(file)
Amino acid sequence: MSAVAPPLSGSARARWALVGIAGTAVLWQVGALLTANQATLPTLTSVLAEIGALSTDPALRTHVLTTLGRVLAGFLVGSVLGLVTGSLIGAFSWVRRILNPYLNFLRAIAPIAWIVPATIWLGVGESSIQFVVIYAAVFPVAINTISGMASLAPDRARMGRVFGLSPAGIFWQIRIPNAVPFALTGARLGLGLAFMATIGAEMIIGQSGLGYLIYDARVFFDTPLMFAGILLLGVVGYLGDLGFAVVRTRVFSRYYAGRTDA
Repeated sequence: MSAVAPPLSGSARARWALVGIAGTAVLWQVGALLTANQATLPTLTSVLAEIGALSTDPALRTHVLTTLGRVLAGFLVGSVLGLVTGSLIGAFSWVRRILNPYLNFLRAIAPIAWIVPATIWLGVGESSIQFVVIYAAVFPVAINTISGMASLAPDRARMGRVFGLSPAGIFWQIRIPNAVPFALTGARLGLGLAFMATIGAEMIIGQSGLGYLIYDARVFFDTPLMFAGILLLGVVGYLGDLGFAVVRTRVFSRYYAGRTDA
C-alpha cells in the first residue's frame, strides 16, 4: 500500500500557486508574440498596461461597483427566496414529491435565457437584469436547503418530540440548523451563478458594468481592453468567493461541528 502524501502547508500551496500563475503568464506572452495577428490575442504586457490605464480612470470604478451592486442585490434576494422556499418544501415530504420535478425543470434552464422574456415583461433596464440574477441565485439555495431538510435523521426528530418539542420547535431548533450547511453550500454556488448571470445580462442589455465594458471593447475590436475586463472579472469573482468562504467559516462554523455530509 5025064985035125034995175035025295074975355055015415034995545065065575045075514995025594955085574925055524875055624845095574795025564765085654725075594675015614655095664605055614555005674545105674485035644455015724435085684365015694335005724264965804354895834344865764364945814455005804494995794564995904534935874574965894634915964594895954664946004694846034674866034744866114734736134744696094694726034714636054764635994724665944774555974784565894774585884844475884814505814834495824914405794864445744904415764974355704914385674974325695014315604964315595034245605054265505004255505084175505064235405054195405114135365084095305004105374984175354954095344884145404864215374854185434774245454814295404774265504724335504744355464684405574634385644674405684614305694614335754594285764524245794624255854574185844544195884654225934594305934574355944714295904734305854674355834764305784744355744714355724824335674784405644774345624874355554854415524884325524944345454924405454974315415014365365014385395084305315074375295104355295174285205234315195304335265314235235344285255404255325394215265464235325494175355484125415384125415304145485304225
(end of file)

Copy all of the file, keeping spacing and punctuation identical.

Amino acid sequence: MSAVAPPLSGSARARWALVGIAGTAVLWQVGALLTANQATLPTLTSVLAEIGALSTDPALRTHVLTTLGRVLAGFLVGSVLGLVTGSLIGAFSWVRRILNPYLNFLRAIAPIAWIVPATIWLGVGESSIQFVVIYAAVFPVAINTISGMASLAPDRARMGRVFGLSPAGIFWQIRIPNAVPFALTGARLGLGLAFMATIGAEMIIGQSGLGYLIYDARVFFDTPLMFAGILLLGVVGYLGDLGFAVVRTRVFSRYYAGRTDA
Repeated sequence: MSAVAPPLSGSARARWALVGIAGTAVLWQVGALLTANQATLPTLTSVLAEIGALSTDPALRTHVLTTLGRVLAGFLVGSVLGLVTGSLIGAFSWVRRILNPYLNFLRAIAPIAWIVPATIWLGVGESSIQFVVIYAAVFPVAINTISGMASLAPDRARMGRVFGLSPAGIFWQIRIPNAVPFALTGARLGLGLAFMATIGAEMIIGQSGLGYLIYDARVFFDTPLMFAGILLLGVVGYLGDLGFAVVRTRVFSRYYAGRTDA
C-alpha cells in the first residue's frame, strides 16, 4: 500500500500557486508574440498596461461597483427566496414529491435565457437584469436547503418530540440548523451563478458594468481592453468567493461541528 502524501502547508500551496500563475503568464506572452495577428490575442504586457490605464480612470470604478451592486442585490434576494422556499418544501415530504420535478425543470434552464422574456415583461433596464440574477441565485439555495431538510435523521426528530418539542420547535431548533450547511453550500454556488448571470445580462442589455465594458471593447475590436475586463472579472469573482468562504467559516462554523455530509 5025064985035125034995175035025295074975355055015415034995545065065575045075514995025594955085574925055524875055624845095574795025564765085654725075594675015614655095664605055614555005674545105674485035644455015724435085684365015694335005724264965804354895834344865764364945814455005804494995794564995904534935874574965894634915964594895954664946004694846034674866034744866114734736134744696094694726034714636054764635994724665944774555974784565894774585884844475884814505814834495824914405794864445744904415764974355704914385674974325695014315604964315595034245605054265505004255505084175505064235405054195405114135365084095305004105374984175354954095344884145404864215374854185434774245454814295404774265504724335504744355464684405574634385644674405684614305694614335754594285764524245794624255854574185844544195884654225934594305934574355944714295904734305854674355834764305784744355744714355724824335674784405644774345624874355554854415524884325524944345454924405454974315415014365365014385395084305315074375295104355295174285205234315195304335265314235235344285255404255325394215265464235325494175355484125415384125415304145485304225